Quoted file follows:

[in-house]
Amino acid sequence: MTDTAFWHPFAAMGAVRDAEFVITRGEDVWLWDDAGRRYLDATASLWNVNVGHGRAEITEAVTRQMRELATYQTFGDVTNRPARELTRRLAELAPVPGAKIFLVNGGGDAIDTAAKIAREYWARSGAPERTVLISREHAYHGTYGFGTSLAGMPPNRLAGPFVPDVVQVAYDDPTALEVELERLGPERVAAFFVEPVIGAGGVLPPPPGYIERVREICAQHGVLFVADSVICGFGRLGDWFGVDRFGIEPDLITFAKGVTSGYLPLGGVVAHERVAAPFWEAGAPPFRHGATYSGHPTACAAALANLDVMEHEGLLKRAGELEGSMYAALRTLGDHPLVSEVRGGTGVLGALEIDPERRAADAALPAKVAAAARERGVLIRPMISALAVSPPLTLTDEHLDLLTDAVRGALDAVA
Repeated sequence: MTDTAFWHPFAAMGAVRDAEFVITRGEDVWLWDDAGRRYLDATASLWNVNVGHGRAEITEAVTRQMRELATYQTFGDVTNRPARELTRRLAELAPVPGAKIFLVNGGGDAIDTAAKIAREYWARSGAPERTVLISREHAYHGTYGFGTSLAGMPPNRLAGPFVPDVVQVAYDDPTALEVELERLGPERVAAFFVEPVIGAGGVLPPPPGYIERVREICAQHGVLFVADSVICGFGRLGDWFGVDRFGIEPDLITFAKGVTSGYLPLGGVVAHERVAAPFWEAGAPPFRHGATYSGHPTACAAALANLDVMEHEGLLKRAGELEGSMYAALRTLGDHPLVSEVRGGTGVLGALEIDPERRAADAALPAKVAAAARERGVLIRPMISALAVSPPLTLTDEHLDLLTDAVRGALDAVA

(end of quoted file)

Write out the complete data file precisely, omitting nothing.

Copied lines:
[in-house]
Amino acid sequence: MTDTAFWHPFAAMGAVRDAEFVITRGEDVWLWDDAGRRYLDATASLWNVNVGHGRAEITEAVTRQMRELATYQTFGDVTNRPARELTRRLAELAPVPGAKIFLVNGGGDAIDTAAKIAREYWARSGAPERTVLISREHAYHGTYGFGTSLAGMPPNRLAGPFVPDVVQVAYDDPTALEVELERLGPERVAAFFVEPVIGAGGVLPPPPGYIERVREICAQHGVLFVADSVICGFGRLGDWFGVDRFGIEPDLITFAKGVTSGYLPLGGVVAHERVAAPFWEAGAPPFRHGATYSGHPTACAAALANLDVMEHEGLLKRAGELEGSMYAALRTLGDHPLVSEVRGGTGVLGALEIDPERRAADAALPAKVAAAARERGVLIRPMISALAVSPPLTLTDEHLDLLTDAVRGALDAVA
Repeated sequence: MTDTAFWHPFAAMGAVRDAEFVITRGEDVWLWDDAGRRYLDATASLWNVNVGHGRAEITEAVTRQMRELATYQTFGDVTNRPARELTRRLAELAPVPGAKIFLVNGGGDAIDTAAKIAREYWARSGAPERTVLISREHAYHGTYGFGTSLAGMPPNRLAGPFVPDVVQVAYDDPTALEVELERLGPERVAAFFVEPVIGAGGVLPPPPGYIERVREICAQHGVLFVADSVICGFGRLGDWFGVDRFGIEPDLITFAKGVTSGYLPLGGVVAHERVAAPFWEAGAPPFRHGATYSGHPTACAAALANLDVMEHEGLLKRAGELEGSMYAALRTLGDHPLVSEVRGGTGVLGALEIDPERRAADAALPAKVAAAARERGVLIRPMISALAVSPPLTLTDEHLDLLTDAVRGALDAVA